Posts Tagged ‘Nutrition in the classroom’

The Other “F” Word

January 21, 2020

The first line in my well-received new novel is, “I’m so fat.”

It elicits cheeky giggles whenever I used to read it out. Kids are not used to hearing that word anymore and are especially surprised that a major character in a kid’s book nonchalantly expresses such a candid self-reflection.

By the end of the first page, my audience grows to love the character and appreciate his honesty. Cheeky giggles are replaced with unabashed giggles. Finally, a character that feels comfortable to express the thoughts that many of us feel on a daily basis – seems to be the consensus.

When I first started reading the then-unfinished manuscript, a student approached me and told me how much the character of Jake meant to her. She told me that she had been ignored and disrespected because of her weight and it was inspiring to see those very same students that have ostracised her completely warmed to the fat character and instantly accepted him. She told me it gives her hope that the overweight kid can achieve some positive attention for a change.

I asked her what her name was.

“Nina”, she replied.

I told her I would name one of the major characters “Nina” because her words had moved me so much.

Nina is probably an adult now and probably has no recollection of that day and the origins of her namesake in my book. But her reaction has not been unique.

As a teacher, I’ve had the opportunity to read my book to thousands of students along the journey. There is a good reason why the word “fat” is frowned upon and there is a logic behind society’s reluctance to explicitly draw attention to weight.

But fat people know they are fat and are looking for a character that can own up to it and then prosecute the case why being overweight should never overshadow a person’s spirit, wisdom and achievements.

Enter Jake Archibald and the book, My Favourite Comedian.

Thank you, Nina!

 

Special Announcement:

I am donating 100% of the royalties of my hilarious new children’s book, My Favourite Comedian, during the month of January to those affected by the devastating bushfires in my country, Australia. This book is perfect for children aged 9 to 14 and the ideal class novel for Upper Primary students. Please leave a comment to indicate your purchase. You can buy a copy by clicking on this link.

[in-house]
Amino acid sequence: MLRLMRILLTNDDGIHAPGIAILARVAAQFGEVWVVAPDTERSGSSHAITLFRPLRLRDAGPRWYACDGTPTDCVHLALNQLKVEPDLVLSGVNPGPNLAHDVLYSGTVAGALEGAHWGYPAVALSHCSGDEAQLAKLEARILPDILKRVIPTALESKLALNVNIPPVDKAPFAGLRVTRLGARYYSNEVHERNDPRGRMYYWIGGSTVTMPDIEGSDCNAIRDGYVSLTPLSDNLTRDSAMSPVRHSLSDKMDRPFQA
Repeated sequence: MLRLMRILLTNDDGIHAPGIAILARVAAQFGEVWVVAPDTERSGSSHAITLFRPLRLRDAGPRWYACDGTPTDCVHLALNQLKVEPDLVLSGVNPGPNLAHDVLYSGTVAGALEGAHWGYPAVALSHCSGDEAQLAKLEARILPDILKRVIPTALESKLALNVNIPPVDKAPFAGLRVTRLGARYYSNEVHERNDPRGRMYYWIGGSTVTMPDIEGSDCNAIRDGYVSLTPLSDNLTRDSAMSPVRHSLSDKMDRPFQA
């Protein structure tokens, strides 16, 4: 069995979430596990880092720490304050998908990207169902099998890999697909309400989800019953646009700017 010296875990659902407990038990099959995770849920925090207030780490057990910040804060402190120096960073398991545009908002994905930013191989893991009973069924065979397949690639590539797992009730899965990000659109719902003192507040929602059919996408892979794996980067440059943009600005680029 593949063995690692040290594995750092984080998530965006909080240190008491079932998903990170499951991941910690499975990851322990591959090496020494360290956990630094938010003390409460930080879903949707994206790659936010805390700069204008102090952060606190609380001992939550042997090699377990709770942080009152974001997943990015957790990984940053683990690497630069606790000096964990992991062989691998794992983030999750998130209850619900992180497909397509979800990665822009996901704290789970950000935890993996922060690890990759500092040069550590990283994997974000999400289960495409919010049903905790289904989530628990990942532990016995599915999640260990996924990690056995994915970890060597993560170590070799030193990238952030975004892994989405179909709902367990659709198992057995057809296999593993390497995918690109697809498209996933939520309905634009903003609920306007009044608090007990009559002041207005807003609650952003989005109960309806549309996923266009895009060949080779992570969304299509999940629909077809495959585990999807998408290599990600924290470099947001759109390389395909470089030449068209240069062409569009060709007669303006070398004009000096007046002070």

Teachers Should Not Become the Lunch Box Police

December 8, 2019

 

 

Reading, writing, mathematics, history and social studies. These are some of the disciplines teachers should concern themselves with.

Lunch box inspectors? Sorry. That’s none of our business.

And what’s more, whilst the method of lunchbox checking is intended to encourage healthy eating, it is more likely to lead to food-related anxiety.

 

Parents are clashing with teachers who police lunch boxes and shame children for bringing unhealthy food, new research shows.

University of Melbourne researchers interviewed 50 Victorian primary school ­parents and found some were anxious and upset about their school’s surveillance of lunch boxes.

In some cases, photos of children with “good” and “bad” lunch boxes were circulated around the school to teach others what to bring and what not to bring.

Young students were also singled out by teachers and given yard duties or penalty points for having the wrong food, the study found.

One girl buried a muesli bar in the playground because she was so embarrassed about having it in her lunch box and another had homemade cake returned with admonishment.

I ask one simple question. How would policymakers like having parents inspect their lunches? Because we all know that the hypocrites that enforce these policies are quite partial to a bit of Uber Eats.

 

Michael Grossman is the author of the hilarious new children’s book, My Favourite Comedian. You can download a free ebook copy by clicking here or buy a copy by clicking on this link.


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